Articles

Keep Calm... Treat On

Deanna Macioce, MS, OTR/L

With the holiday season fast approaching, we begin to see the excitement build up in children.  This time of year seems to bring a bit more energy into the younger population, as the adults labor over their to-do lists and feel as if they have a decrease in energy.  At this time of year, this unbalanced energy supply can make it more difficult to keep children focused and on task during school and therapy sessions. For some of our children the lack of routine, increased stress, and extra excitement from celebrations and increased treats, makes it more difficult for them to get regulated.

As therapists, or other adults working with these children, we need to find a way to connect, keep them focused, and make our time together purposeful.  Here are just a few ideas to help keep the therapeutic purpose in our work during the holiday season.

Self-Examine:  First and foremost, you need to think about yourself and self-examine your behaviors during this time.  How are you dealing with the stress of the holidays, the ongoing list of things to do, and your lack of structure and routine?  When working with these children, you need to do your best to put on your "therapist" hat. You have this child for a short amount of time during the day, so give it your best to stay focused, patient, and connected. Utilize your own stress management techniques and try to carry that over to the child during their sessions.  You may find that, even as an experienced therapist now is a good time to have a developed activity plan versus 'winging' it.   

Use Calming Techniques:  You already have the tools, so use them.  Even if your child is not typically a high arousal child, the holidays may bring out that side.  So utilize the tools to address decreasing arousal and improving self-regulation.  Oral activities that encourage breathing, blowing, and sucking, such as blowing a Christmas-shaped marshmallow through a maze with a straw.  Use weighted items as needed, such as a weighted 'elf' vest, delivering Santa's weighted presents (weighted balls), or smashing their bodies with a rolling snowball (therapy ball).  Instrumental holiday music and brushing are other great additions to help calm, but still stay in a festive mood.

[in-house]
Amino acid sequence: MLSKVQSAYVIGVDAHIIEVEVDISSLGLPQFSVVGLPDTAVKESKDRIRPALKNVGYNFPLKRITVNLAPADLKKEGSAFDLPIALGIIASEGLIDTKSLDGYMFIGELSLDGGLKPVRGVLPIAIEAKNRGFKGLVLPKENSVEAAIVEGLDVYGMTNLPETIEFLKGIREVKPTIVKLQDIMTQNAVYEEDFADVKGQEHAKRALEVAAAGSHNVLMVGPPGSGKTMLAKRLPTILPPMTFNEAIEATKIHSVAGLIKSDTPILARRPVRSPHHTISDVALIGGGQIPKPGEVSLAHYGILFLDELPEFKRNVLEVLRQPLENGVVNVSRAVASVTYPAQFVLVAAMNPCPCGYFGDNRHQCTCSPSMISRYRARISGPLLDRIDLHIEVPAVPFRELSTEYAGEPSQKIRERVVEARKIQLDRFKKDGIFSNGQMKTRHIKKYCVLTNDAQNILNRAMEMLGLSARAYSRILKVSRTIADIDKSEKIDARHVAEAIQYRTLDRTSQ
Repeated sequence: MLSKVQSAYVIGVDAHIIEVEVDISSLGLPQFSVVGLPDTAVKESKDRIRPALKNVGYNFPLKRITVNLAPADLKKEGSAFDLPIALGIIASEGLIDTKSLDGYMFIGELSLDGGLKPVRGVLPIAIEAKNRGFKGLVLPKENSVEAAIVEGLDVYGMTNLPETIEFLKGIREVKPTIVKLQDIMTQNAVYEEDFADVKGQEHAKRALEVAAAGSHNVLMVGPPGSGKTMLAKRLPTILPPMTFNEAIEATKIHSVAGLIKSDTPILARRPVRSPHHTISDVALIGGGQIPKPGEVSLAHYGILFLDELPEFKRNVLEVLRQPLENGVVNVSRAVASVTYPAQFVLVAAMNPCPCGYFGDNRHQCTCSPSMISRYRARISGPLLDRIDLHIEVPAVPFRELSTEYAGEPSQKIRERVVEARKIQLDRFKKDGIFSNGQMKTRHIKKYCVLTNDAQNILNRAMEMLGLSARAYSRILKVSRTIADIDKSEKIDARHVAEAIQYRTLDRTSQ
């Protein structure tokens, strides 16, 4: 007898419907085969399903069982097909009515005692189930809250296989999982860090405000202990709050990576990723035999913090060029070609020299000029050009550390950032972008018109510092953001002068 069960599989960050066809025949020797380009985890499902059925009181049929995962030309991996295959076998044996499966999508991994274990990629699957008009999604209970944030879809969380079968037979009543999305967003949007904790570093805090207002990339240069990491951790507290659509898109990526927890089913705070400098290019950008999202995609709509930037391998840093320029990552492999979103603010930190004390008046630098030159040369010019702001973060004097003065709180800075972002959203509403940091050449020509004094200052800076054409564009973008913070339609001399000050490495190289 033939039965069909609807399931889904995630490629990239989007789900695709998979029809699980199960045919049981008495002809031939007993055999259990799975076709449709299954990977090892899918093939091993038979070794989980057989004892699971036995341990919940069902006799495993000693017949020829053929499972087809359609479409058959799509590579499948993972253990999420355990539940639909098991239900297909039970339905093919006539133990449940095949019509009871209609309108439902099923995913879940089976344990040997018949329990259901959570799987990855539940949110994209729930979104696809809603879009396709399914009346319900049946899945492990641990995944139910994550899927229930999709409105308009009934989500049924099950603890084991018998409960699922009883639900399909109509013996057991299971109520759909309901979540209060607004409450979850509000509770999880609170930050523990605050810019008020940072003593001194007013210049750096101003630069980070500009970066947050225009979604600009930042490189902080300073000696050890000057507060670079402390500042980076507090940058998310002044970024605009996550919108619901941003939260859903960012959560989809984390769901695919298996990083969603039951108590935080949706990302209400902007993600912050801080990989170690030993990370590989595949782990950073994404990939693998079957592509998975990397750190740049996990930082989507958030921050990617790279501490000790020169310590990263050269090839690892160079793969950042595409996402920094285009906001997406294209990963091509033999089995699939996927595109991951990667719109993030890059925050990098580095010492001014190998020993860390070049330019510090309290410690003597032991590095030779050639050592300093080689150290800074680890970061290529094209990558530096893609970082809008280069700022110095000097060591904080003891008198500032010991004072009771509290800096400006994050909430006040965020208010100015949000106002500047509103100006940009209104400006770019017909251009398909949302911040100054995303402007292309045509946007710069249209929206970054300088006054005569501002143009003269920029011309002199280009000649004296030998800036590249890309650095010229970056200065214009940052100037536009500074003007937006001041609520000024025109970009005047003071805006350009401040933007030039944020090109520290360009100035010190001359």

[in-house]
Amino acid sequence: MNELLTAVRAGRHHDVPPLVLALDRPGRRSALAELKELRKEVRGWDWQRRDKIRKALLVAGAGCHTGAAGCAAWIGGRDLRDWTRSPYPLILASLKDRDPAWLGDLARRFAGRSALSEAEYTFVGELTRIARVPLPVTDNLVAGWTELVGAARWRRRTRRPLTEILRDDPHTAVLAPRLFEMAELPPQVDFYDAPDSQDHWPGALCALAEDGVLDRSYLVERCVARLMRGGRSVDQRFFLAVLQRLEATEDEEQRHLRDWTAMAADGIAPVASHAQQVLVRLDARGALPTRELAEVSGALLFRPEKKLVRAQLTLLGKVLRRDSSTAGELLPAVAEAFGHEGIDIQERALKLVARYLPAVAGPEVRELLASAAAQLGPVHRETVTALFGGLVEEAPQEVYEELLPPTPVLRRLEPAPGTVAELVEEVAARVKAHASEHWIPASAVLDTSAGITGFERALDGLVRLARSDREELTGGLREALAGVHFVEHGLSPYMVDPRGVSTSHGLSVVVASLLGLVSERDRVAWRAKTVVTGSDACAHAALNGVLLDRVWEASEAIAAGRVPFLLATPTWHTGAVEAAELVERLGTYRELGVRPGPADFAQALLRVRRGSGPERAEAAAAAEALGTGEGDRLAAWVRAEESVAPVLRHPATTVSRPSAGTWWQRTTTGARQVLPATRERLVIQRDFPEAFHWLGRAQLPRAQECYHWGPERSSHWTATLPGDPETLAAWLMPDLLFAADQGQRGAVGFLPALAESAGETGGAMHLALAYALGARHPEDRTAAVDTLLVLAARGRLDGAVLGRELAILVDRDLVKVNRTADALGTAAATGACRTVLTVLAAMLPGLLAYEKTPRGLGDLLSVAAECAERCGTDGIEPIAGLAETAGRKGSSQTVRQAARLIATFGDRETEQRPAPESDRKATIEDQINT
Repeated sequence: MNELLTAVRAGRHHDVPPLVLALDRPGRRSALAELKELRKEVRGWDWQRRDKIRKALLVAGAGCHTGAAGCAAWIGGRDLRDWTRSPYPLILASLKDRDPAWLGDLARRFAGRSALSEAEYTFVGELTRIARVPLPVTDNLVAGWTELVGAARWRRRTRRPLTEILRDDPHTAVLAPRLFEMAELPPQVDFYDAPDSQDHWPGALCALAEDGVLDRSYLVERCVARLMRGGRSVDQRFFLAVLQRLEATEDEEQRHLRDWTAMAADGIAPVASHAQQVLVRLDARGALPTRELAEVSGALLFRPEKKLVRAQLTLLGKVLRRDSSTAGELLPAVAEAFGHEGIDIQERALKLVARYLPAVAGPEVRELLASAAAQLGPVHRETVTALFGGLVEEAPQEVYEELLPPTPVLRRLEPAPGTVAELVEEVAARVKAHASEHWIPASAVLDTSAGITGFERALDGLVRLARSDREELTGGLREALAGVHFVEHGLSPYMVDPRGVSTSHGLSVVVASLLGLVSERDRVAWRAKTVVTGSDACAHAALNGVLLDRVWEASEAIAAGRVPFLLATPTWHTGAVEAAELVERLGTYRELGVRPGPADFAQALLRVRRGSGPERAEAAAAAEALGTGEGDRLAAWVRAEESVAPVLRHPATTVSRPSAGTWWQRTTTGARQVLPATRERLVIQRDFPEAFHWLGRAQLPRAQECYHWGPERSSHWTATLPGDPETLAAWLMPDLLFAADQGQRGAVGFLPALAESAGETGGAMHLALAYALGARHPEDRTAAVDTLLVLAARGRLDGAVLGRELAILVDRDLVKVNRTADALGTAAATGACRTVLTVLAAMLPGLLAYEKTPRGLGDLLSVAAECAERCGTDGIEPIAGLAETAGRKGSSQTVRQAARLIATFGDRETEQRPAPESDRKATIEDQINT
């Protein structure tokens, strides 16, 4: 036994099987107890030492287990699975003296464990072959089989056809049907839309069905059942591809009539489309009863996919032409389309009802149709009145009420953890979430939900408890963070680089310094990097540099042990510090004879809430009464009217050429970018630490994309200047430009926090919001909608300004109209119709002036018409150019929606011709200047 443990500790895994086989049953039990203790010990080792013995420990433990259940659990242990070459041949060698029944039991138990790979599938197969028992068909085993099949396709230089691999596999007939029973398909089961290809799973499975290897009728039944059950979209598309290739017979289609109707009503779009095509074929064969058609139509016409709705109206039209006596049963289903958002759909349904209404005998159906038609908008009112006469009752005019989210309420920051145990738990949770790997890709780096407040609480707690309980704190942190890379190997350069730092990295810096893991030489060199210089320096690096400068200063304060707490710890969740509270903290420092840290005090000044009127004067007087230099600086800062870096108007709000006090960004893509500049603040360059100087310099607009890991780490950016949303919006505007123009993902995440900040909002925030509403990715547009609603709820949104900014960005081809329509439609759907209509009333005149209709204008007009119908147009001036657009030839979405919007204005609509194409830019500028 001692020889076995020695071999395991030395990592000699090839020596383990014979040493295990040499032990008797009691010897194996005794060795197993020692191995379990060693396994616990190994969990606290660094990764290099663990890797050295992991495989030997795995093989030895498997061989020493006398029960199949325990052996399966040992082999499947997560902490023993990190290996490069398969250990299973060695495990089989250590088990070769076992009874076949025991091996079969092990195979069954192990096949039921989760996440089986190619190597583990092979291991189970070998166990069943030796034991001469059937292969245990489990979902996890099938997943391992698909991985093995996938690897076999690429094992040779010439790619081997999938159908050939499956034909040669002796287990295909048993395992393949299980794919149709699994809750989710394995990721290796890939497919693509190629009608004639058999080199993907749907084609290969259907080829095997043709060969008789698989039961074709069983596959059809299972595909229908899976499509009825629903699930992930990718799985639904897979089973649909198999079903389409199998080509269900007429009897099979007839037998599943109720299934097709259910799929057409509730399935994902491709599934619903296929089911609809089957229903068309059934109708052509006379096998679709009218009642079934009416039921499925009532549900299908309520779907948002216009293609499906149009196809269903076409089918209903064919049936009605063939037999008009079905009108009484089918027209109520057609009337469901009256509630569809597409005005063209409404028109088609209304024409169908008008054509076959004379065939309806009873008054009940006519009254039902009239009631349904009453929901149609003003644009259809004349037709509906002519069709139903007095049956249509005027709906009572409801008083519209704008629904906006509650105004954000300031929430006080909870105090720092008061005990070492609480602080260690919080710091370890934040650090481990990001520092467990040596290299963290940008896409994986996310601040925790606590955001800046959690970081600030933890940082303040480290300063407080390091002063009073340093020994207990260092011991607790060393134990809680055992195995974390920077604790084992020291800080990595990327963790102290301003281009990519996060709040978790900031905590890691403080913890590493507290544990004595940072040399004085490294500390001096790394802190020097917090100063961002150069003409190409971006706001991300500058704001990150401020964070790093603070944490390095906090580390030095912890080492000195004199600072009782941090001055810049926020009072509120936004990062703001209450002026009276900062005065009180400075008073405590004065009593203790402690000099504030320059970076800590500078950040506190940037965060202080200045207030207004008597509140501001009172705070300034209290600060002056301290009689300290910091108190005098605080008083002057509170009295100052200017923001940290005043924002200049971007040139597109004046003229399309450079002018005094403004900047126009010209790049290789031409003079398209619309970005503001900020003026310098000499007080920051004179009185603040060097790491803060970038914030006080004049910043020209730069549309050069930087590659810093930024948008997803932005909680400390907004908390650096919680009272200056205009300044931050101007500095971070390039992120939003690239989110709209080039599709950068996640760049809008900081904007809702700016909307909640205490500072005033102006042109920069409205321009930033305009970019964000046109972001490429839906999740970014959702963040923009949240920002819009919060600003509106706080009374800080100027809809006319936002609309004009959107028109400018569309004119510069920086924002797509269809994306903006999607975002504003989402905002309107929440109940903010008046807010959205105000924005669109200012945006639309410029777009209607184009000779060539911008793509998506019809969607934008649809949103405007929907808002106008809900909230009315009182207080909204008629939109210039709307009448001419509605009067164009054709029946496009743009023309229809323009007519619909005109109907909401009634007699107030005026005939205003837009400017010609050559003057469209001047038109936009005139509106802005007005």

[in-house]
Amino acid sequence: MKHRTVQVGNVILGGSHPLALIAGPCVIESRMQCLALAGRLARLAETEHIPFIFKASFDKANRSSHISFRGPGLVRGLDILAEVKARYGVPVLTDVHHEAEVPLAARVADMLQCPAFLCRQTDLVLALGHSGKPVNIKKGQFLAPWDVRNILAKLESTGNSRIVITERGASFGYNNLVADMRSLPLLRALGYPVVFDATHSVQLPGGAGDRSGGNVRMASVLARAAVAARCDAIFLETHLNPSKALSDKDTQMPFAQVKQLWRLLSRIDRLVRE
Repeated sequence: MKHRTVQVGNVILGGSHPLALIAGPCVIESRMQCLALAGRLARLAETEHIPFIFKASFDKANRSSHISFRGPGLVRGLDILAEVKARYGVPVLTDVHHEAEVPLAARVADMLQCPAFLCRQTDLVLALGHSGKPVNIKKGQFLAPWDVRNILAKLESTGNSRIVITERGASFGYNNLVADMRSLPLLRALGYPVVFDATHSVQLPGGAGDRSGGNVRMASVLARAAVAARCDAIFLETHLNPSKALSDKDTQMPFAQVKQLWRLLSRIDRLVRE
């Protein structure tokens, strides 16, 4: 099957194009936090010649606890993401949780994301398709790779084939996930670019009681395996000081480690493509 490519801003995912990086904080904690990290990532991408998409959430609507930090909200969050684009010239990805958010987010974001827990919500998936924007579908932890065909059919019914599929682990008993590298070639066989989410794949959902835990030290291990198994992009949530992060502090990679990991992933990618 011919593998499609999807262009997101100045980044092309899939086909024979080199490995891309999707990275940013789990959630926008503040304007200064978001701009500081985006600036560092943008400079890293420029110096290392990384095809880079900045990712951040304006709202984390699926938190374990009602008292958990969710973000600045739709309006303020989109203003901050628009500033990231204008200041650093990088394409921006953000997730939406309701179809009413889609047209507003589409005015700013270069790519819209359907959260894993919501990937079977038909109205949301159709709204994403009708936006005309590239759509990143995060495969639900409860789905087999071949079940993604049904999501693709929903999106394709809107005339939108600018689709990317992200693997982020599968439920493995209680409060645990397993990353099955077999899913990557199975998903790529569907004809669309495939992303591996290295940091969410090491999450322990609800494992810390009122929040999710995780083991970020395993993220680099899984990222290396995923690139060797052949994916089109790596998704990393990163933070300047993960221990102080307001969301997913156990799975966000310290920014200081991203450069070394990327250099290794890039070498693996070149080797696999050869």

Be Creative:  Although you may feel that you cannot add another thing onto your plate, using the inspiration of the holidays to be creative and tie into your therapy sessions can be helpful.  This will also help you to have a plan, while still bringing in some extra fun to your treatment sessions.  Using activity books, Pinterest ideas, and other resources, it truly is not hard to alter activities to be holiday-themed.

Support Your Families:  During the next month, whether you treat in the schools, a clinic, or another setting, there will be days of shortened or missed sessions.  Help equip your families with ideas and suggestions that are needed for their child to maintain a home program that is reasonable.  Strategies and activities to help them find the peace and calmness in the holiday season will be the best gift you can give.   Many families have a difficult time during the holidays due to their child's sensory issues, so helping them with ideas, developing social stories, and working through ideas during sessions can be helpful. Make sure you take the time to have the conversation about the more difficult parts of the holidays so that you can be an active contributor.  

So, as we will turn the calendar page to December, let's not see the holiday season as a work stress...Keep Calm, Treat On!